The Construction and Housing Ministry rejected claims Monday that the east Jerusalem Jewish housing project of Givat Hamatos, condemned by the European Union and the United Nations, had been frozen by Prime Minister Benjamin Netanyahu due to international pressure.
“All the diplomatic approvals [from the Prime Minister’s Office] have been given,” the ministry said on Monday, as it clarified that any delays in the project were due to technical issues only.
Talks were underway between its office and the Jerusalem Municipality, to clarify budgetary matters and issues of responsibility with regard to the development of the project, including infrastructure matters, the Housing Ministry said.
Development work on the project can begin as soon as an agreement is signed with the municipality and the tender is closed, it explained.
This procedure is routine, prior to the marketing of a project, the ministry added.
Netanyahu had initially pledged to build in Givat Hamatos in February during the elections and a tender for 1,100 homes was immediately issued. A subsequent tender process was needed, the date for which was set first for May, then delayed to August 2.
Now according to a notice posted on the Lands Authority website the tender has been moved to November 3.
On July 31, days before the August tender deadline, the European Union and some 15 European states sent the Foreign Ministry a demarche on the matter, warning that Givat Hamatos building would have a “devastating impact” on the contiguity of a future Palestinian state.
The international community is opposed to any settlement building and to any Jewish building over the Green-Line in Jerusalem. But it is particularly concerned by certain highly contentious projects, such as Givat Hamatos.
Both the international commuting and the Palestinians have argued that Givat Hamatos, combined with the neighboring east Jerusalem Jewish Har Homa neighborhood, drive a wedge between Arab neighborhoods in the capital and the nearby Palestinian city of Bethlehem.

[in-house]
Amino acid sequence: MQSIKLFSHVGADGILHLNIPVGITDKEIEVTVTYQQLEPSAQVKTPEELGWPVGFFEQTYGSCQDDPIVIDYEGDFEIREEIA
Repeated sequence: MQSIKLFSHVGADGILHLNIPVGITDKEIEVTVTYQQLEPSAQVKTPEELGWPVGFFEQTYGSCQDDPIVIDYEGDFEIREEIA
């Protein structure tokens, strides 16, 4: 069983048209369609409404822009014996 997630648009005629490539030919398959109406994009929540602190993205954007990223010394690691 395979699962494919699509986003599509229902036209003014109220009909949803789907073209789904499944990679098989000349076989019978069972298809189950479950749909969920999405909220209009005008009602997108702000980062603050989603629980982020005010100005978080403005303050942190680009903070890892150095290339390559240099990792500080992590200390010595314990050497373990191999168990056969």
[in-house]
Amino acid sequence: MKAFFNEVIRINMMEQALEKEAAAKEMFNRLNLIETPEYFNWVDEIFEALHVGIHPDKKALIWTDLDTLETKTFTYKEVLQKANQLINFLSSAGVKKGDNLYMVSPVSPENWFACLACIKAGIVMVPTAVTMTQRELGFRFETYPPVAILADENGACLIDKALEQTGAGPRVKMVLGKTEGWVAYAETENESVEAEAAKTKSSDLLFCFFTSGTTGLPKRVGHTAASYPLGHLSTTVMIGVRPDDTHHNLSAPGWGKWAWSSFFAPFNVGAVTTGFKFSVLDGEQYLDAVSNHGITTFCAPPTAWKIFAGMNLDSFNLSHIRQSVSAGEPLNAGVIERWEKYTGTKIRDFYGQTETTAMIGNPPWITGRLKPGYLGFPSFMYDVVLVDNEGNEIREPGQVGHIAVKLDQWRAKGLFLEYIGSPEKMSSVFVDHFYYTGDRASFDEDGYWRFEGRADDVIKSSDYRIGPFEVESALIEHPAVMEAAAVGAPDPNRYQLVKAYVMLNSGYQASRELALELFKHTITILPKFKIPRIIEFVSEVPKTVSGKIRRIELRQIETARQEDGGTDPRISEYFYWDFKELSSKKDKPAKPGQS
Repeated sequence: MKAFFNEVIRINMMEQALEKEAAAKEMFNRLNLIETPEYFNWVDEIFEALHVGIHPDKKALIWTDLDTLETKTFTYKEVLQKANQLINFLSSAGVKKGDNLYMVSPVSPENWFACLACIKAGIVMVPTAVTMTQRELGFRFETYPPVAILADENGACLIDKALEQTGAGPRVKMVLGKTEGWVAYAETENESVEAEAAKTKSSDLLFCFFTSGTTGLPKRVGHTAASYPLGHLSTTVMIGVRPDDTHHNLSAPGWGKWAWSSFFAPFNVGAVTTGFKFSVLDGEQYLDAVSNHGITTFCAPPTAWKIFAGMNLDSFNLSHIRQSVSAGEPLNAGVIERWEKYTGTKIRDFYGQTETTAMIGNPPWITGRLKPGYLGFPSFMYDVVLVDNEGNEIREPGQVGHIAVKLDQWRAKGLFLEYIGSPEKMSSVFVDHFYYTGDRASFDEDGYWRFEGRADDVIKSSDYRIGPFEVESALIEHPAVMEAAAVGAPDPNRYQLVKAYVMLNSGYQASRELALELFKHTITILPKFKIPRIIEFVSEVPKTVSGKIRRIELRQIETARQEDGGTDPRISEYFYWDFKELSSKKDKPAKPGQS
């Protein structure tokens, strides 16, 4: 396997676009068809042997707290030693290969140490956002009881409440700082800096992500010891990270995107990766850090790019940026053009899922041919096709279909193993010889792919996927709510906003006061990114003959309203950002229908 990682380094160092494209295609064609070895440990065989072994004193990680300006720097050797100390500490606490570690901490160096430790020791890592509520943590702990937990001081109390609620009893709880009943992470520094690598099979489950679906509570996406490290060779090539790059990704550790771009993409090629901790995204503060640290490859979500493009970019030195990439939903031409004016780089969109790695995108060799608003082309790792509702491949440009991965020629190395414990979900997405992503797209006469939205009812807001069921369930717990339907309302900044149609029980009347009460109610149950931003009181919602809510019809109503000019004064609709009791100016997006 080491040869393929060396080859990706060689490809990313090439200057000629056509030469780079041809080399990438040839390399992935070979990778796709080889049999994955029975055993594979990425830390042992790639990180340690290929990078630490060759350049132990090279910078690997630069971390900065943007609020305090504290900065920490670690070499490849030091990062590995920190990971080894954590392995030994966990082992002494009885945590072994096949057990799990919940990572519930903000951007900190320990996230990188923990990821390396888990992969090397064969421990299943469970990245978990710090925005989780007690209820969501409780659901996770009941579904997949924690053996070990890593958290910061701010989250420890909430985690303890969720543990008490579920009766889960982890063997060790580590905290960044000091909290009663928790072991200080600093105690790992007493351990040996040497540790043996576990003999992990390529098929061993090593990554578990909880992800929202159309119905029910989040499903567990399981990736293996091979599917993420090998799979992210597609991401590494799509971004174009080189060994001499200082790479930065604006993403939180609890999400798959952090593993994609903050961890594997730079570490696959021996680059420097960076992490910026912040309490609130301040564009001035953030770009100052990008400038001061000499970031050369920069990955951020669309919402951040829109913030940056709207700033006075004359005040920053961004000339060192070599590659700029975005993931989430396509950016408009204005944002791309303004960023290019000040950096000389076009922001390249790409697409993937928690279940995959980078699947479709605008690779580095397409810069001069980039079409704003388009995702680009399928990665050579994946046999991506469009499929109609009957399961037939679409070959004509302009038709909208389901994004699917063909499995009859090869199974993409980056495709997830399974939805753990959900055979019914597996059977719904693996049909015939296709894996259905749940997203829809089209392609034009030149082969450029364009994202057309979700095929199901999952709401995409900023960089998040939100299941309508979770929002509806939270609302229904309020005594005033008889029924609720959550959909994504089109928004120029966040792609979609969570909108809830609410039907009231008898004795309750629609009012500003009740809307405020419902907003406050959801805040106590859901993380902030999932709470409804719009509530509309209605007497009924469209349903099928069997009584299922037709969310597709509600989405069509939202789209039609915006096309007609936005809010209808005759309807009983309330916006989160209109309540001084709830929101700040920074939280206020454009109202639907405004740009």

The Land Authority’s failure to publish the promised August tender raised concern among the Right and hope among the Left, that the plan had been shelved. At issue in particular was the question of whether the project could move forward given Israel’s burgeoning peace deal with the United Arab Emirates.
Under US President Donald Trump’s peace plan for a two-state resolution to the Israeli-Palestinian conflict, Givat Hamatos would remain within Israel’s sovereign borders.
But the UAE has been clear that it still holds that east Jerusalem, including the Givat Hamatos neighborhood, would be part of the future borders of a Palestinian state.
It has been unclear if settler building and Jewish building in east Jerusalem, particularly that of projects like Givat Hamatos, can continue.
But Left-wing groups such as Peace Now and Ir Amim said they saw the publication of the tender as a sign that in fact the Givat Hamatos building would take place.
“We are once more staring at the threat of construction there,” Hagit Ofran of Peace Now said.
Aviv Tatarsky of Ir Amim said, “We are seeing it [Givat Hamatos] advancing and it is very worrisome.”